Saturday, February 22, 2014


Back to reviewing what actually happened in the show, we look back at a key moment in Hurley's backstory.

There is no question that the porch collapse profoundly affected Hurley. He blamed himself for the death of another person as a result of his overweight presence on an overcrowded deck. This was a major issue that the doctors at the mental institution wanted Hurley to come to terms with as part of his treatment plan. However, Hurley never does. In fact, Hurley resists the treatment plan - - - and refuses to discuss or come to terms with his fatal fall.

From this traumatic event, there are several theories that have been proposed about the show.

First, and most profound and hard to believe, is that Hurley was actually the person who died in the porch collapse. The entire show is Hurley's soul in denial - - - running away from the tragic event that ended his life. We know that Hurley was introverted but with a vivid pop culture, comic book imagination. It is possible he created his own virtual limbo to avoid acknowledging his own demise.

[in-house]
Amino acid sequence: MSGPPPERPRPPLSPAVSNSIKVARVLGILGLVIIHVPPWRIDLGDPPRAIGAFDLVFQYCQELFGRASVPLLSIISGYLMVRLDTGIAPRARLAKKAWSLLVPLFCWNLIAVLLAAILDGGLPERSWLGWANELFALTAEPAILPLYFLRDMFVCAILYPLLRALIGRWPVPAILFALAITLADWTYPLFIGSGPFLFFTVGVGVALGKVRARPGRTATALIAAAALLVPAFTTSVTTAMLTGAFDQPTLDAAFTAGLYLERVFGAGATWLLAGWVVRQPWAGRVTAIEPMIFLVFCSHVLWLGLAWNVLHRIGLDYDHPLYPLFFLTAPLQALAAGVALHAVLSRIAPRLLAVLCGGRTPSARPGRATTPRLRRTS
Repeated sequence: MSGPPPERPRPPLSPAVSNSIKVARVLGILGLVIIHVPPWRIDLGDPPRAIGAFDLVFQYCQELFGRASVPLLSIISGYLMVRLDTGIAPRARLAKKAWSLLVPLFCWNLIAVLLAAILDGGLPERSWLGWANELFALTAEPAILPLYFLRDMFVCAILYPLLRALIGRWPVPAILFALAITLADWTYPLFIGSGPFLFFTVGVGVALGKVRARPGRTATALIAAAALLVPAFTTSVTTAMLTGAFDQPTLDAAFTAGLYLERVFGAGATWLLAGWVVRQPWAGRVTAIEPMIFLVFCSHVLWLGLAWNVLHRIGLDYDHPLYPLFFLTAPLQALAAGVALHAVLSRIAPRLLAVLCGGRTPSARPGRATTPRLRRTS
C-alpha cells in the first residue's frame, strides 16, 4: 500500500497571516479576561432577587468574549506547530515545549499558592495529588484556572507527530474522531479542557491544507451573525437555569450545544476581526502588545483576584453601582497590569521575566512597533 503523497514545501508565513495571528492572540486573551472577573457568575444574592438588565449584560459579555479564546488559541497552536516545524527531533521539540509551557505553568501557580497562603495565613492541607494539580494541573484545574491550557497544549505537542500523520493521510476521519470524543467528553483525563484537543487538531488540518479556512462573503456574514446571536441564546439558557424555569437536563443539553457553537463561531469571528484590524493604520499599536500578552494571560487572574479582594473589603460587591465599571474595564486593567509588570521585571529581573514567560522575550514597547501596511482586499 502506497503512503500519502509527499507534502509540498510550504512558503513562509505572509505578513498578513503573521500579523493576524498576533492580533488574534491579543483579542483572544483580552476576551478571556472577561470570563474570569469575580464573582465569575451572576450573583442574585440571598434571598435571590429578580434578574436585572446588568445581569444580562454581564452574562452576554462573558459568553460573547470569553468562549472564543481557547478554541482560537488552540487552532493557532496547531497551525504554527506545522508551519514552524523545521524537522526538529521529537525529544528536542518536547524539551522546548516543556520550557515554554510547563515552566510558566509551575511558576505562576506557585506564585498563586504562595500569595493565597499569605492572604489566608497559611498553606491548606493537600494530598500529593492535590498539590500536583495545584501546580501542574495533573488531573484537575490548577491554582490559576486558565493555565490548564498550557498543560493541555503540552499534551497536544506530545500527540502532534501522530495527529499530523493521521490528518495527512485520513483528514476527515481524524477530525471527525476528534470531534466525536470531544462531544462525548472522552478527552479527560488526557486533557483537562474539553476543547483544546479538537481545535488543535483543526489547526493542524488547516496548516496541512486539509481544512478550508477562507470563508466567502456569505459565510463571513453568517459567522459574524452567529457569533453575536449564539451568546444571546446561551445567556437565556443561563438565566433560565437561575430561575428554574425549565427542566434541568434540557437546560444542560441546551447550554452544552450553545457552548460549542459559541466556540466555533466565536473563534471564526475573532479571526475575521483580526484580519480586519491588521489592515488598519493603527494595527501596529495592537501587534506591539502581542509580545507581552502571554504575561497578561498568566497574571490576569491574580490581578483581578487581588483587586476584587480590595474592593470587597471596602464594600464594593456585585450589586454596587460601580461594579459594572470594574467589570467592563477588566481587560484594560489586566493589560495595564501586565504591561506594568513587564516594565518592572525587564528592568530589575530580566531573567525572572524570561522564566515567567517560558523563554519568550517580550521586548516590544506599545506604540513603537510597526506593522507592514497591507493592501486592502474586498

Or, more likely, Hurley survived the porch collapse, but caused the death of another person. We are never told the name of the victim, but there are two intriguing possibilities. One, is Hurley's imaginary friend, Dave.  Dave appears to be Hurley's best friend. It appears they have known each other for a long time, since childhood. Dave is more outgoing and adventurous, so it is possible that it was Dave who pushed Hurley to go with him to the party. Or, two, the person that died in the porch collapse was Libby. Now, we saw Libby briefly in the day room at the mental institution, so Hurley should have recognized her when they met on the island (but he did not). That was always a strange situation. Hurley, being the most normal and comfortable in the facility, would have known everyone in the day room. Perhaps, that Libby was a ghost from Hurley's past there to subconsciously haunt him or save him, as Libby did on the island when Dave tried to get Hurley to jump off a cliff to "wake up" from his dream.

Yes, it has been theorized that LOST was all an elaborate dream inside Hurley's head . . . a creation of his subsequent mental illness, or as a result of his injuries from the fall such as being in a coma.